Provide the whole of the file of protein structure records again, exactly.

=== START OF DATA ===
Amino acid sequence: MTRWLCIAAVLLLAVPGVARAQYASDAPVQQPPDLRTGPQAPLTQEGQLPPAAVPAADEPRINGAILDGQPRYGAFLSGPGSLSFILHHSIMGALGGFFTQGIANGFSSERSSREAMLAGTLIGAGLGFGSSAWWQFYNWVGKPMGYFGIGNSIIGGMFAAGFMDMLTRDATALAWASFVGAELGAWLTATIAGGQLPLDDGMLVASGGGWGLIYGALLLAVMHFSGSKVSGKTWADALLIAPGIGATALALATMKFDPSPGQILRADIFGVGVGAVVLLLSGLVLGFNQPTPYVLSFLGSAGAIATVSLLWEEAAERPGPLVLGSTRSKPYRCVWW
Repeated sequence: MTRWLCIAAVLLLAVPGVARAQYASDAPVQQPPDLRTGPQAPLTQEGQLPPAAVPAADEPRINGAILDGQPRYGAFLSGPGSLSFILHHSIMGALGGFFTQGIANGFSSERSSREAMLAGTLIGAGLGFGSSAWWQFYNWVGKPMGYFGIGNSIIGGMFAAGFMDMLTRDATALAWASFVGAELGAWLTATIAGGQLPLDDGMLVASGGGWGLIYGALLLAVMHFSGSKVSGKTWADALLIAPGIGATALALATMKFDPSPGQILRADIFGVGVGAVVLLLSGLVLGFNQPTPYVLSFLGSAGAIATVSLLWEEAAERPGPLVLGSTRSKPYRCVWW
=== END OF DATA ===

Amino acid sequence: MTRWLCIAAVLLLAVPGVARAQYASDAPVQQPPDLRTGPQAPLTQEGQLPPAAVPAADEPRINGAILDGQPRYGAFLSGPGSLSFILHHSIMGALGGFFTQGIANGFSSERSSREAMLAGTLIGAGLGFGSSAWWQFYNWVGKPMGYFGIGNSIIGGMFAAGFMDMLTRDATALAWASFVGAELGAWLTATIAGGQLPLDDGMLVASGGGWGLIYGALLLAVMHFSGSKVSGKTWADALLIAPGIGATALALATMKFDPSPGQILRADIFGVGVGAVVLLLSGLVLGFNQPTPYVLSFLGSAGAIATVSLLWEEAAERPGPLVLGSTRSKPYRCVWW
Repeated sequence: MTRWLCIAAVLLLAVPGVARAQYASDAPVQQPPDLRTGPQAPLTQEGQLPPAAVPAADEPRINGAILDGQPRYGAFLSGPGSLSFILHHSIMGALGGFFTQGIANGFSSERSSREAMLAGTLIGAGLGFGSSAWWQFYNWVGKPMGYFGIGNSIIGGMFAAGFMDMLTRDATALAWASFVGAELGAWLTATIAGGQLPLDDGMLVASGGGWGLIYGALLLAVMHFSGSKVSGKTWADALLIAPGIGATALALATMKFDPSPGQILRADIFGVGVGAVVLLLSGLVLGFNQPTPYVLSFLGSAGAIATVSLLWEEAAERPGPLVLGSTRSKPYRCVWW